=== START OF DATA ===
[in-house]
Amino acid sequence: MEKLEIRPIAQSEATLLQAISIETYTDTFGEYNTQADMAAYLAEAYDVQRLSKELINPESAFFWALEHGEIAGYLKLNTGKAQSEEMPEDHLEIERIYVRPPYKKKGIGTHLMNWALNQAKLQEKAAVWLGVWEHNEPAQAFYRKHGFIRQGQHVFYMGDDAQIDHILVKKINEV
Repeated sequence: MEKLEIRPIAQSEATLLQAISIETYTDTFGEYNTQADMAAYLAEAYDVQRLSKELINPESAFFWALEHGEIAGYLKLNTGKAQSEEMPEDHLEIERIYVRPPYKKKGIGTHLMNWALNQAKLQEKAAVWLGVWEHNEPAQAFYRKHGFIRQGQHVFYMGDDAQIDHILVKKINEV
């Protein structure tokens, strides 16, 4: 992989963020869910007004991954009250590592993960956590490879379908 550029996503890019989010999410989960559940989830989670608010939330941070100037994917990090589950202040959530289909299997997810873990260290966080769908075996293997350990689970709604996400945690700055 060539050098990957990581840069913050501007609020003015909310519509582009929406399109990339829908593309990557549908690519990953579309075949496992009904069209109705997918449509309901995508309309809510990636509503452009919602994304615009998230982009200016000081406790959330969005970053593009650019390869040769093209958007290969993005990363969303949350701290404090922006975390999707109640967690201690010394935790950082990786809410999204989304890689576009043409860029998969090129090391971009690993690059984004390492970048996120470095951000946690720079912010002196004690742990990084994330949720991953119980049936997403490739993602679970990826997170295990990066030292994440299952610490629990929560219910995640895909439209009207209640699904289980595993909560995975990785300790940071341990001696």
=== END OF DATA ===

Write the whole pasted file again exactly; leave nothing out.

[in-house]
Amino acid sequence: MEKLEIRPIAQSEATLLQAISIETYTDTFGEYNTQADMAAYLAEAYDVQRLSKELINPESAFFWALEHGEIAGYLKLNTGKAQSEEMPEDHLEIERIYVRPPYKKKGIGTHLMNWALNQAKLQEKAAVWLGVWEHNEPAQAFYRKHGFIRQGQHVFYMGDDAQIDHILVKKINEV
Repeated sequence: MEKLEIRPIAQSEATLLQAISIETYTDTFGEYNTQADMAAYLAEAYDVQRLSKELINPESAFFWALEHGEIAGYLKLNTGKAQSEEMPEDHLEIERIYVRPPYKKKGIGTHLMNWALNQAKLQEKAAVWLGVWEHNEPAQAFYRKHGFIRQGQHVFYMGDDAQIDHILVKKINEV
């Protein structure tokens, strides 16, 4: 992989963020869910007004991954009250590592993960956590490879379908 550029996503890019989010999410989960559940989830989670608010939330941070100037994917990090589950202040959530289909299997997810873990260290966080769908075996293997350990689970709604996400945690700055 060539050098990957990581840069913050501007609020003015909310519509582009929406399109990339829908593309990557549908690519990953579309075949496992009904069209109705997918449509309901995508309309809510990636509503452009919602994304615009998230982009200016000081406790959330969005970053593009650019390869040769093209958007290969993005990363969303949350701290404090922006975390999707109640967690201690010394935790950082990786809410999204989304890689576009043409860029998969090129090391971009690993690059984004390492970048996120470095951000946690720079912010002196004690742990990084994330949720991953119980049936997403490739993602679970990826997170295990990066030292994440299952610490629990929560219910995640895909439209009207209640699904289980595993909560995975990785300790940071341990001696």